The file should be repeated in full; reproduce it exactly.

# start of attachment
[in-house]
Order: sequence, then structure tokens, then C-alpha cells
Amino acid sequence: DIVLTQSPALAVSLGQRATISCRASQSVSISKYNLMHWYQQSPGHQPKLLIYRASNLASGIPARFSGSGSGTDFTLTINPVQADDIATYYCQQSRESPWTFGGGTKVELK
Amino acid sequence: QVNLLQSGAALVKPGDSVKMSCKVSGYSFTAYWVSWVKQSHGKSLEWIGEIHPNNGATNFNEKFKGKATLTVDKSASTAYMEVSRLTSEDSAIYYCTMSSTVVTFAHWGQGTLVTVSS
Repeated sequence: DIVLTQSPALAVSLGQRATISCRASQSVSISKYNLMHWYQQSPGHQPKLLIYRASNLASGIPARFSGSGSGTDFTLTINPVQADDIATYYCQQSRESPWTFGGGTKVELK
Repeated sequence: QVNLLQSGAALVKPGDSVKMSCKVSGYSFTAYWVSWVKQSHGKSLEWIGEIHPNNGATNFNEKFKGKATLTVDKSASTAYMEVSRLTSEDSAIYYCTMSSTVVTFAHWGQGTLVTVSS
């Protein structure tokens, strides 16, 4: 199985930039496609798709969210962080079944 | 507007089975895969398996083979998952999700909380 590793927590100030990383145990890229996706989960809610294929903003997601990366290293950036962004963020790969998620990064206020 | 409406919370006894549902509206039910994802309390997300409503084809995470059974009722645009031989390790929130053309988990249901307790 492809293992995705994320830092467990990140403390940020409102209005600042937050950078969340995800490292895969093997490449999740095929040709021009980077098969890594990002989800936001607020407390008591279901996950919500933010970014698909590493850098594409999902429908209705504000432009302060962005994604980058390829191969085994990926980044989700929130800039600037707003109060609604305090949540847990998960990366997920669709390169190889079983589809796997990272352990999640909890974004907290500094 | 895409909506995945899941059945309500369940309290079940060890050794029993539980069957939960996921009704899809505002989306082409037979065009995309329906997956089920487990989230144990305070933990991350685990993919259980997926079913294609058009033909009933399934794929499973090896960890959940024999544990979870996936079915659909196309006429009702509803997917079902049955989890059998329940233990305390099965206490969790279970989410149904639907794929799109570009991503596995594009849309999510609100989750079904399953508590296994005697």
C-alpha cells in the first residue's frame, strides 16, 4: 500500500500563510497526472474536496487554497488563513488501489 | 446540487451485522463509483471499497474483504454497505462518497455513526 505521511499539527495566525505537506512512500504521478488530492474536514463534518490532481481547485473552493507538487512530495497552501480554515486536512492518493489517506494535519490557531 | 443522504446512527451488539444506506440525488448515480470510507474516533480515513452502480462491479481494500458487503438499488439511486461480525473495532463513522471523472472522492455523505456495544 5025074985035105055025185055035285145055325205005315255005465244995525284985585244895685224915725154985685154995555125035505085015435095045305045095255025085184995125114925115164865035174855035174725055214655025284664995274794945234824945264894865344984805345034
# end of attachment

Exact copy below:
[in-house]
Order: sequence, then structure tokens, then C-alpha cells
Amino acid sequence: DIVLTQSPALAVSLGQRATISCRASQSVSISKYNLMHWYQQSPGHQPKLLIYRASNLASGIPARFSGSGSGTDFTLTINPVQADDIATYYCQQSRESPWTFGGGTKVELK
Amino acid sequence: QVNLLQSGAALVKPGDSVKMSCKVSGYSFTAYWVSWVKQSHGKSLEWIGEIHPNNGATNFNEKFKGKATLTVDKSASTAYMEVSRLTSEDSAIYYCTMSSTVVTFAHWGQGTLVTVSS
Repeated sequence: DIVLTQSPALAVSLGQRATISCRASQSVSISKYNLMHWYQQSPGHQPKLLIYRASNLASGIPARFSGSGSGTDFTLTINPVQADDIATYYCQQSRESPWTFGGGTKVELK
Repeated sequence: QVNLLQSGAALVKPGDSVKMSCKVSGYSFTAYWVSWVKQSHGKSLEWIGEIHPNNGATNFNEKFKGKATLTVDKSASTAYMEVSRLTSEDSAIYYCTMSSTVVTFAHWGQGTLVTVSS
């Protein structure tokens, strides 16, 4: 199985930039496609798709969210962080079944 | 507007089975895969398996083979998952999700909380 590793927590100030990383145990890229996706989960809610294929903003997601990366290293950036962004963020790969998620990064206020 | 409406919370006894549902509206039910994802309390997300409503084809995470059974009722645009031989390790929130053309988990249901307790 492809293992995705994320830092467990990140403390940020409102209005600042937050950078969340995800490292895969093997490449999740095929040709021009980077098969890594990002989800936001607020407390008591279901996950919500933010970014698909590493850098594409999902429908209705504000432009302060962005994604980058390829191969085994990926980044989700929130800039600037707003109060609604305090949540847990998960990366997920669709390169190889079983589809796997990272352990999640909890974004907290500094 | 895409909506995945899941059945309500369940309290079940060890050794029993539980069957939960996921009704899809505002989306082409037979065009995309329906997956089920487990989230144990305070933990991350685990993919259980997926079913294609058009033909009933399934794929499973090896960890959940024999544990979870996936079915659909196309006429009702509803997917079902049955989890059998329940233990305390099965206490969790279970989410149904639907794929799109570009991503596995594009849309999510609100989750079904399953508590296994005697």
C-alpha cells in the first residue's frame, strides 16, 4: 500500500500563510497526472474536496487554497488563513488501489 | 446540487451485522463509483471499497474483504454497505462518497455513526 505521511499539527495566525505537506512512500504521478488530492474536514463534518490532481481547485473552493507538487512530495497552501480554515486536512492518493489517506494535519490557531 | 443522504446512527451488539444506506440525488448515480470510507474516533480515513452502480462491479481494500458487503438499488439511486461480525473495532463513522471523472472522492455523505456495544 5025074985035105055025185055035285145055325205005315255005465244995525284985585244895685224915725154985685154995555125035505085015435095045305045095255025085184995125114925115164865035174855035174725055214655025284664995274794945234824945264894865344984805345034